Monday, November 28

How To Tailor A Story To Readers

How To Tailor A Story To Readers


Usually we just want to write the best darn story we can, one that we love and—hopefully!—others will love as well. And it's a good bet others will. But perhaps you want to target your story to readers of a certain kind of story.

Which brings us to the other way of writing a story; namely, to find out what folks love and then write that kind of story.

A Few Questions


1. Which category do we want to target?


Let’s say we’re interested in writing a mystery story that features a British detective and that we’ve singled out the category:

Books > Mystery, Thriller & Suspense > Mystery > British Detectives

2. How many books do we want to examine?


We want to pick the most popular books that most closely fit the kind of book you want to write. Pick between 5 and 10. Buy them, read them, study them.

3. What to look for?


  • How long is the book? How many words?
  • Read the blurb. What elements are highlighted? Does the blurb fit the story?
  • Look at the cover. What items are featured? What themes in the story do these items reflect? Do the themes/items featured fit the story?
  • How many protagonists? One or two?
  • What point of view is the story written from? First, second or third?
  • If the book is written using the third person, is the narrator limited, omniscient or something in-between?
  • Is the pacing fast? Slow?

I’m not suggesting that anyone research a market and then write a book designed to sell in that market. That’s not an attractive thought for many, perhaps most, writers. And that’s fine. But there are many fine writers who have taken work as a ghostwriter, or a copywriter, or other area where one needs to be able to write to spec.

Even if you would never consider writing to a market, if you’ve written a story that you know fits a particular category, it might still be worthwhile to try and answer the questions in (3). Why? Because it will help you market your book to readers of that category.



Every post I pick a book or audiobook I love and recommend it to my readers. This serves two purposes. I want to share what I’ve loved with you, and, if you click the link and buy anything over at Amazon within the next 24 hours, Amazon puts a few cents in my tip jar at no cost to you. So, if you click the link, thank you! If not, that’s okay too. I’m thrilled and honored you’ve visited my blog and read my post. :-)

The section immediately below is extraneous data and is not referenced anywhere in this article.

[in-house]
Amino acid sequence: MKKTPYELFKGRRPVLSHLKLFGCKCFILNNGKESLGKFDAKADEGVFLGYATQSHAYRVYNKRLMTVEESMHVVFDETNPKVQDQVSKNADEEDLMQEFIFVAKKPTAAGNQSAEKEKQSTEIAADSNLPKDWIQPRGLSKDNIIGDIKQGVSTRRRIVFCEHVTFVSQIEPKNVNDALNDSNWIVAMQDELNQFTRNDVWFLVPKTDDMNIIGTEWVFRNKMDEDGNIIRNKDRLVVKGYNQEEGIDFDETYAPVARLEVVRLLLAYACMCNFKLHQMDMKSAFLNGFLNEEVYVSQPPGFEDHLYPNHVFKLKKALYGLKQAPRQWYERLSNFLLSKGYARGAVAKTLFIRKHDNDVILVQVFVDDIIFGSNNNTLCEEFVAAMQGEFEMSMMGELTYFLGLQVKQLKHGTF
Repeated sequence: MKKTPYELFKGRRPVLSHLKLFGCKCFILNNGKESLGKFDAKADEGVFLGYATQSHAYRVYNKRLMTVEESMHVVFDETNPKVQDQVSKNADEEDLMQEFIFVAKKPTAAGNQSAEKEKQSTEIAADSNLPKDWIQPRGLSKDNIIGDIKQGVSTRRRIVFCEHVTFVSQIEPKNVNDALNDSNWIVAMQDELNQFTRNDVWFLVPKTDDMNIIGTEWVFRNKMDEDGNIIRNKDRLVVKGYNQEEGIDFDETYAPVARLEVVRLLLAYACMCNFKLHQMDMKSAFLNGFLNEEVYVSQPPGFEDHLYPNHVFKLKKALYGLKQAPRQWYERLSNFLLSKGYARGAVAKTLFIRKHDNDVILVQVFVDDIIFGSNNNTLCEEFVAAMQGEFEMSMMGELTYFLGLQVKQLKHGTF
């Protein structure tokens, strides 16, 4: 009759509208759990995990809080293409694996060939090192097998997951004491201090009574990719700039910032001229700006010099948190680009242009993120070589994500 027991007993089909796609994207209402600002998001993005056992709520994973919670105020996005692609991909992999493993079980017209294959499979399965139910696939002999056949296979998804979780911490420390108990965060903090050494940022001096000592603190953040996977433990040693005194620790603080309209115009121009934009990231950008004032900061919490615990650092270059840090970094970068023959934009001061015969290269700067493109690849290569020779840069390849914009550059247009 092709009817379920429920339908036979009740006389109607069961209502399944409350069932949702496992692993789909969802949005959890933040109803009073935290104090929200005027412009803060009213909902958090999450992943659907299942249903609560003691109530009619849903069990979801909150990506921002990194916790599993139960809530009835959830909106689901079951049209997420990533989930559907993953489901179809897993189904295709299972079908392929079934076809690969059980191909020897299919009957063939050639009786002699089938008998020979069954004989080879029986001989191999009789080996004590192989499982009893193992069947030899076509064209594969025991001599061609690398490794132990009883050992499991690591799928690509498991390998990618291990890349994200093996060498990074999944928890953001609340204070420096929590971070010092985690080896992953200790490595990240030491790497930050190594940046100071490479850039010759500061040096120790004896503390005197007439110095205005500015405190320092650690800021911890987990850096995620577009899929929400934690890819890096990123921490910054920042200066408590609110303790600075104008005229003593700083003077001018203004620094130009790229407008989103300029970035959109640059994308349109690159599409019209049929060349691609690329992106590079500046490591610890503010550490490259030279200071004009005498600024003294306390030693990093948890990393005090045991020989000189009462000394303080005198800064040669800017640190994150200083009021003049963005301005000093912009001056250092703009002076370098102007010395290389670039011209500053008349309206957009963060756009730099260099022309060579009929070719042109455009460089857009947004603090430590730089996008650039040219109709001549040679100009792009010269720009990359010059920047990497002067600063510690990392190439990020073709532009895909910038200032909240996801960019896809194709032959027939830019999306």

Today I want to recommend one of James Scott Bell's books, Write Your Novel From The Middle: A New Approach for Plotters, Pantsers and Everyone in Between. From the blurb: “Some writers start at the beginning and let the story unfold without a plan. They are called "pantsers," because they write by the "seat of the pants." Other writers plan and outline and know the ending before they start. These are the "plotters." The two sides never seem to agree with each other on the best approach. But what if it's not the beginning or the end that is the key to a successful book? What if, amazing as it may seem, the place to begin writing your novel is in the very middle of the story?”



That’s it! I’ll talk to you again tomorrow. In the meantime, good writing!

2 comments:

  1. Start in the middle? An interesting thought. I plotted my NaNo pretty tightly before I started but ended up leaping around all over the place, writing a lot of the middle then going back to the beginning and completely changing the ending. I think what I've ended up with is a bit of a muddle!

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    Replies
    1. Every single time I've finished a first draft I've felt it was a mess—and, certainly, parts (LARGE parts!) of it were. But I think, if you put it aside for a bit, that when you come back and re-read it, you'll see the story more clearly. If you're anything like me, your story is wonderful, you're just not seeing it at the moment. :-)

      BTW, I love John Scott Bell's writing on writing. Also, he's upbeat; encouraging. I actually met him once, at a writers conference! I had a 10 minute red pencil session with him. He's great! Very nice.

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